Statement on Signing the Education Amendments of 1976
I have approved S. 2657, the Education Amendments of 1976. I have done so with some reluctance, because parts of the legislation are unwise and others contain authorization levels which we cannot realistically expect to meet. I have signed the legislation, however, because of the positive elements it contains and because most of its worst elements are readily susceptible to corrective legislation in the next session of Congress.
S. 2657 makes a number of positive changes to our education laws. I applaud the steps taken toward program consolidation in the Vocational Education Amendments. This is fully consistent with my broader effort to achieve consolidation of educational programs. I hope the incentives provided in this bill to increase State participation in the Guaranteed Student Loan program will fulfill their potential, and that the experimental program which consolidates at the State level the student application process of the Federal Basic Educational Opportunity Grant program with that of similar State grant programs will demonstrate the merit of returning such responsibilities to the State and local level.
Numerous administration initiatives designed to curb fraud and abuse in student assistance programs, particularly the Guaranteed Student Loan program, were adopted. Other needed administration recommendations to reduce sex-stereotyping in vocational education programs were also adopted.
However, I particularly regret the inclusion of the so-called trigger mechanism, which operates to divert funds from student assistance to clearly undesirable forms of institutional assistance, which the Congress itself has not recently funded in a substantial way.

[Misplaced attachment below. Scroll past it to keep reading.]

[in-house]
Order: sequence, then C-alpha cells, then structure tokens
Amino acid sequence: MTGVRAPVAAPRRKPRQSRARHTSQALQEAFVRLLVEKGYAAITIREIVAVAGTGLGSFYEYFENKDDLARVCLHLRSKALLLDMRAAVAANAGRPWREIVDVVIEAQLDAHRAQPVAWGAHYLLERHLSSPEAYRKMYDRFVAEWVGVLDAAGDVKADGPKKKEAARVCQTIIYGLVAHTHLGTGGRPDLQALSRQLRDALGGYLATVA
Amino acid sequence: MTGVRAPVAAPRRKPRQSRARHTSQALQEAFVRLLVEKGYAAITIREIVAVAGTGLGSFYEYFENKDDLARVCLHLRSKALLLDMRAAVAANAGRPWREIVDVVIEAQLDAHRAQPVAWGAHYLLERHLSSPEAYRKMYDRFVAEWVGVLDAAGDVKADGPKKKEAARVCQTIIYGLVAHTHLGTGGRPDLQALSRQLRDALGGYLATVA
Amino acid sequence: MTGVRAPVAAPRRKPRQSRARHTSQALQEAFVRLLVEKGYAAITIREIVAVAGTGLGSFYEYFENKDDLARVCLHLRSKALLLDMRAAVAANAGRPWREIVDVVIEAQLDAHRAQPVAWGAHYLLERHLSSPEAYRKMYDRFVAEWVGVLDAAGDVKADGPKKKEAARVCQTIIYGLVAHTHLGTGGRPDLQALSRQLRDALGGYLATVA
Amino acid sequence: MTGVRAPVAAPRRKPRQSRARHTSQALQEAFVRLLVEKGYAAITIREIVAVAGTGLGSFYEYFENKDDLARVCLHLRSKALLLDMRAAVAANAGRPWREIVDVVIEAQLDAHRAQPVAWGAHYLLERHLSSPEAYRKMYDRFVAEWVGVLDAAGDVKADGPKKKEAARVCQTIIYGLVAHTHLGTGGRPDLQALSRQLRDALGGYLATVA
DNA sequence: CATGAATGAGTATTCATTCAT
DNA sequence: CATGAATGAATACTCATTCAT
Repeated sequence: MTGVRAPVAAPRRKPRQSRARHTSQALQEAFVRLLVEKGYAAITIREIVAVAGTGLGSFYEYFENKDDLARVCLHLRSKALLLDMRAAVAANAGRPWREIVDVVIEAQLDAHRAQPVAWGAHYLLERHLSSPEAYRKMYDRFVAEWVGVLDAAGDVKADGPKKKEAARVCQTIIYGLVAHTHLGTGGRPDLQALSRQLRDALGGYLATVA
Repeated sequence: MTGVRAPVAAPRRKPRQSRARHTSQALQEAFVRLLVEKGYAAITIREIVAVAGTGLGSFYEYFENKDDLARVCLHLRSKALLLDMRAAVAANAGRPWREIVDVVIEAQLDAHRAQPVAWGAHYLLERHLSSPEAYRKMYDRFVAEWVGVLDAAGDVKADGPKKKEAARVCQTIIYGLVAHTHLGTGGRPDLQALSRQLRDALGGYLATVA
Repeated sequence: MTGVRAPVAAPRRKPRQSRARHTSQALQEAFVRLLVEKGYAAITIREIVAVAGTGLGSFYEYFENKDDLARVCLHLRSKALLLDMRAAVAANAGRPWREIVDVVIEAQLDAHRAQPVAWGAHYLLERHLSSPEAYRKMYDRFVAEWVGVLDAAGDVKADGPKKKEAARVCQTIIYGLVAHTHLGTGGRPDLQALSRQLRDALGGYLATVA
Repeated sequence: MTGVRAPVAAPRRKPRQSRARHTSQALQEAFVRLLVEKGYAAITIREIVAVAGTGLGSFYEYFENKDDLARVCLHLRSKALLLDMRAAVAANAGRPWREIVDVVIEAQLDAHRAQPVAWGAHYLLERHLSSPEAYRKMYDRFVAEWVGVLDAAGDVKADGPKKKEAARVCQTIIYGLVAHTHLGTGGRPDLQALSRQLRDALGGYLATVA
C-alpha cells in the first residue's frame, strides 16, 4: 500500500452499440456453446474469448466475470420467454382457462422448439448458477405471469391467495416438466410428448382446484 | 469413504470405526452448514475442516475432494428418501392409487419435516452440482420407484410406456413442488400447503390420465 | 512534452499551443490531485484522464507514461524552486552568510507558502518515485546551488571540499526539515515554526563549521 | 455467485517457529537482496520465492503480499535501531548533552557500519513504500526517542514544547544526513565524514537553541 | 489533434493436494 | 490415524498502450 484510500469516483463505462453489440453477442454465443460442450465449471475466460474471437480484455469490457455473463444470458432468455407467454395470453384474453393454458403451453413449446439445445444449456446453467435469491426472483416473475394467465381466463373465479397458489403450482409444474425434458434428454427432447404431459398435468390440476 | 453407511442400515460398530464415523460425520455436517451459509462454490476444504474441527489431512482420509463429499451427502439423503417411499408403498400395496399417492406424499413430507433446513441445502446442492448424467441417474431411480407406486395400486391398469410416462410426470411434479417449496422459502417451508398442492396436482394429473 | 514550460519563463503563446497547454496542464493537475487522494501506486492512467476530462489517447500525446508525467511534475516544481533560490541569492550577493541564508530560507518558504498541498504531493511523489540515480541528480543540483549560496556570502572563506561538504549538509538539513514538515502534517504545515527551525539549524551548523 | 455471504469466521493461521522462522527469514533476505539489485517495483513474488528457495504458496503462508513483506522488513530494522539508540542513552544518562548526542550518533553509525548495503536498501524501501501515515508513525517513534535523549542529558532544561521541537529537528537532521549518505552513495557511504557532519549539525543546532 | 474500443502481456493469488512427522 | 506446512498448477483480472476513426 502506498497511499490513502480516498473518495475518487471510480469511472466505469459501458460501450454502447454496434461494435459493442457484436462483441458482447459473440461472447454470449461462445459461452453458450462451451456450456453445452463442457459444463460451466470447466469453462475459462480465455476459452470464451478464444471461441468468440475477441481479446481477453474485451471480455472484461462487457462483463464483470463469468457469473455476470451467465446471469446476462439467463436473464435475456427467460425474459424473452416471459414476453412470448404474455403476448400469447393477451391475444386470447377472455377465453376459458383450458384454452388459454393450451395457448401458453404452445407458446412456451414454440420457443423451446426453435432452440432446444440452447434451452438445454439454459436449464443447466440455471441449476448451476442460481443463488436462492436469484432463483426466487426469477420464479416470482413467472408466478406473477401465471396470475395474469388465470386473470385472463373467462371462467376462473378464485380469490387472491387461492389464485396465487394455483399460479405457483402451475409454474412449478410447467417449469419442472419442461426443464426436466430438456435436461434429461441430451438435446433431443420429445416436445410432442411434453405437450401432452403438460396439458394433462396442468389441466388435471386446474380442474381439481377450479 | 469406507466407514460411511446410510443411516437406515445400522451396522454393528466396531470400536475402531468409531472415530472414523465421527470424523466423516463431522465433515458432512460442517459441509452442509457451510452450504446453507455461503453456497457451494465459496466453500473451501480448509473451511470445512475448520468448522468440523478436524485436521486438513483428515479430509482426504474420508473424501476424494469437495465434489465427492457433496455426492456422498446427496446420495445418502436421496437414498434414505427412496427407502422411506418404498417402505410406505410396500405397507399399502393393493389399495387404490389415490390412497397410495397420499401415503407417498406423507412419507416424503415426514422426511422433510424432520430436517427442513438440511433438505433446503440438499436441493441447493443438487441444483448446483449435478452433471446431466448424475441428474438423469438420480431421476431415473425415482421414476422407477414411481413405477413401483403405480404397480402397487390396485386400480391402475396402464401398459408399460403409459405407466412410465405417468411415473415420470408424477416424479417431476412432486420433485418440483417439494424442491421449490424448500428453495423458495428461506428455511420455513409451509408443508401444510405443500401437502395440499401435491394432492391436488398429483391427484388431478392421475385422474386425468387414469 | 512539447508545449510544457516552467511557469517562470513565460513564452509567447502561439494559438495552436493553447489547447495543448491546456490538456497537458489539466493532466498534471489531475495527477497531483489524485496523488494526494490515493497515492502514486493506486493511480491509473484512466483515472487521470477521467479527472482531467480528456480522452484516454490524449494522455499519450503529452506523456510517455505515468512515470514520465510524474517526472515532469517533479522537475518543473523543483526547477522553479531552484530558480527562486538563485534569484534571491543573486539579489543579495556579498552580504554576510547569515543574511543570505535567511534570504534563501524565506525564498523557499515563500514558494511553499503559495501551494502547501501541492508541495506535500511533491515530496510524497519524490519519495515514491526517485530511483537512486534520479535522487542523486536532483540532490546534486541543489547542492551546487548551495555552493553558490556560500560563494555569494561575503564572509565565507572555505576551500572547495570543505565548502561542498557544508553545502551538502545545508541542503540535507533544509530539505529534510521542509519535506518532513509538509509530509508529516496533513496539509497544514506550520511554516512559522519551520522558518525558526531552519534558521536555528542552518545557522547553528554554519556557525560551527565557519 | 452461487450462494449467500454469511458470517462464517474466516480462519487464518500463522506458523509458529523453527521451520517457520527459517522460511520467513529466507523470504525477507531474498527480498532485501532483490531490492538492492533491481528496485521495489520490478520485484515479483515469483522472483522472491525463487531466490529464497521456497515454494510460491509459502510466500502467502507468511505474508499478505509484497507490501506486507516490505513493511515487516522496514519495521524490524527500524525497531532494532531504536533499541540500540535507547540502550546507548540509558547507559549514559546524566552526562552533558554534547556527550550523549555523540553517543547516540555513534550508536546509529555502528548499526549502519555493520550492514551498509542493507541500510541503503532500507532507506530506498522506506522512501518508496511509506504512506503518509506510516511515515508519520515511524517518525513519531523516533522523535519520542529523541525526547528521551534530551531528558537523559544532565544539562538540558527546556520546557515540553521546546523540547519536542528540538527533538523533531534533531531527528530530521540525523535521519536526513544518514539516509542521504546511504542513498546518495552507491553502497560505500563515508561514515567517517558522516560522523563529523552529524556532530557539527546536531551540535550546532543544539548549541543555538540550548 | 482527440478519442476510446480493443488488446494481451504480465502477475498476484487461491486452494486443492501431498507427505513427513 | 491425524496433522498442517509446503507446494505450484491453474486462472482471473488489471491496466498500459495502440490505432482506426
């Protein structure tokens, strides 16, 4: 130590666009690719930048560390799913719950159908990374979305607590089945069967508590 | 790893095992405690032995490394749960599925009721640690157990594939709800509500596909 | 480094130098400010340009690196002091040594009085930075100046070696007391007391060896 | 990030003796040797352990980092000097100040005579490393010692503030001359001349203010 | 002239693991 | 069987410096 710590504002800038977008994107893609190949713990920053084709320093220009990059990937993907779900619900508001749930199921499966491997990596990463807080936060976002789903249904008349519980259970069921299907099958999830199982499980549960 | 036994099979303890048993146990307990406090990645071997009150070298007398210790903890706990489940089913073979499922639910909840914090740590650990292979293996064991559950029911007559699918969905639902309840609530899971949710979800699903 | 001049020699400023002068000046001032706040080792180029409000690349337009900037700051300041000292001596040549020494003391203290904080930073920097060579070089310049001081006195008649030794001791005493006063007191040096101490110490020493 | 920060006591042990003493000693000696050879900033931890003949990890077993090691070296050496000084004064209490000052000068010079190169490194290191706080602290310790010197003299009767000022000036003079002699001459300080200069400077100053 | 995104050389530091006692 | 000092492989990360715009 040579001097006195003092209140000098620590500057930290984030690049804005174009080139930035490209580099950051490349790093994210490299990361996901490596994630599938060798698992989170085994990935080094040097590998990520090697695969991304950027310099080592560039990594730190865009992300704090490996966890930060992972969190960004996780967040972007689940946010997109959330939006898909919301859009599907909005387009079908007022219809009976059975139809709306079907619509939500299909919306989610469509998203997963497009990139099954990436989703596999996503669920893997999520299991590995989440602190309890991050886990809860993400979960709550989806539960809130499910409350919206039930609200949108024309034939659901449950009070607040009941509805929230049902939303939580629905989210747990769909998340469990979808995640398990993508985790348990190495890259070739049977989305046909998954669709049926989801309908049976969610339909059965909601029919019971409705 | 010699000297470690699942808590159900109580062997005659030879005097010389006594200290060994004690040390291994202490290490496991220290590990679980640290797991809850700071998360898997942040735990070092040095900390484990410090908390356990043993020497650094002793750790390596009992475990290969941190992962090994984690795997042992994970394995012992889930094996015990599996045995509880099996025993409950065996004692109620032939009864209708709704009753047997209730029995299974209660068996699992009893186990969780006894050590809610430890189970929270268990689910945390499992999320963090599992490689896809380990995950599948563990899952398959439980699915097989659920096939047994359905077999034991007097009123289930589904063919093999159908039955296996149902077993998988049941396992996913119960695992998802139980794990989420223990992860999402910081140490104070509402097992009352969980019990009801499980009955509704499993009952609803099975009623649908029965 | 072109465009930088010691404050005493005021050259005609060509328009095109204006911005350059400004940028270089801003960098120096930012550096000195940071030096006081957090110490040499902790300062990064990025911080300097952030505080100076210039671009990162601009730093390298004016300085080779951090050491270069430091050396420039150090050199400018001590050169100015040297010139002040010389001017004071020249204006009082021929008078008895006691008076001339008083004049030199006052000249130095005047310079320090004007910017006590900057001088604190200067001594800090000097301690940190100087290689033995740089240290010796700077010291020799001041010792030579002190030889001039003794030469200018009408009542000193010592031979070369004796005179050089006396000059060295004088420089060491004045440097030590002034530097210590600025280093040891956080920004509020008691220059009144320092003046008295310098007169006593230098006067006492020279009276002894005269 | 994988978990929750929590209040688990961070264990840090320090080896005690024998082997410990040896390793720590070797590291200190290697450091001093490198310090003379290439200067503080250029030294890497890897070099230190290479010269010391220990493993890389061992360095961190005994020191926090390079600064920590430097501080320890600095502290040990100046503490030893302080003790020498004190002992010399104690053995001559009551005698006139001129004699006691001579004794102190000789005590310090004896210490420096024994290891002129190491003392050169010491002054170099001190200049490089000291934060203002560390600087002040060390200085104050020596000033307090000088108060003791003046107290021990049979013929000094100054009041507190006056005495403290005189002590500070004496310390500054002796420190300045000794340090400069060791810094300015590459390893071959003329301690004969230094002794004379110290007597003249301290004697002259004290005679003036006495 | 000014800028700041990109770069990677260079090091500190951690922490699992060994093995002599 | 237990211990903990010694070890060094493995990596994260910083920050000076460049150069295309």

In raising the maximum Basic Educational Opportunity Grant from $1,400 to $1,800, effective in the 1978-79 school year, the Congress may well have continued its penchant for promising more than we can responsibly provide. I am committed to the basic grant program, but I could not at this time reasonably expect that in 2 years we could fully fund this program at the new level.
There are other features in the bill which, I believe, are objectionable and which should be changed.
Although it is generally the practice of Congress to consider and pass major educational legislation only when the previous authorizing legislation terminates, I would ask that such not be the case with this legislation. S. 2657 has serious deficiencies. I intend to forward to the first session of the 95th Congress for their consideration and action, major revisions to this bill, especially in the area of higher education, and I ask the support of those who participated in the development of S. 2657 to assist in its improvement.
NOTE: As enacted, S. 2657, approved October 12, 1976, is Public Law 94-482 (90 Stat. 2081).
Gerald R. Ford, Statement on Signing the Education Amendments of 1976 Online by Gerhard Peters and John T. Woolley, The American Presidency Project https://www.presidency.ucsb.edu/node/241869